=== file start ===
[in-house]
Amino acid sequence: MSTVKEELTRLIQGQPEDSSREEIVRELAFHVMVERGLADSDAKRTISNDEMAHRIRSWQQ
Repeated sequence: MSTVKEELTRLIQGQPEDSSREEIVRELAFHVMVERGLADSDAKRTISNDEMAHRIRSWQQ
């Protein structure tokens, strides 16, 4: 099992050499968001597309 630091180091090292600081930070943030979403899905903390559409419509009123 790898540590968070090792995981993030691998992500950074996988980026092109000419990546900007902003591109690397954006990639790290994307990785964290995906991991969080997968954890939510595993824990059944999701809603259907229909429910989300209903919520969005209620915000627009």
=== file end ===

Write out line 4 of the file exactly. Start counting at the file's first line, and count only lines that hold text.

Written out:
């Protein structure tokens, strides 16, 4: 099992050499968001597309 630091180091090292600081930070943030979403899905903390559409419509009123 790898540590968070090792995981993030691998992500950074996988980026092109000419990546900007902003591109690397954006990639790290994307990785964290995906991991969080997968954890939510595993824990059944999701809603259907229909429910989300209903919520969005209620915000627009």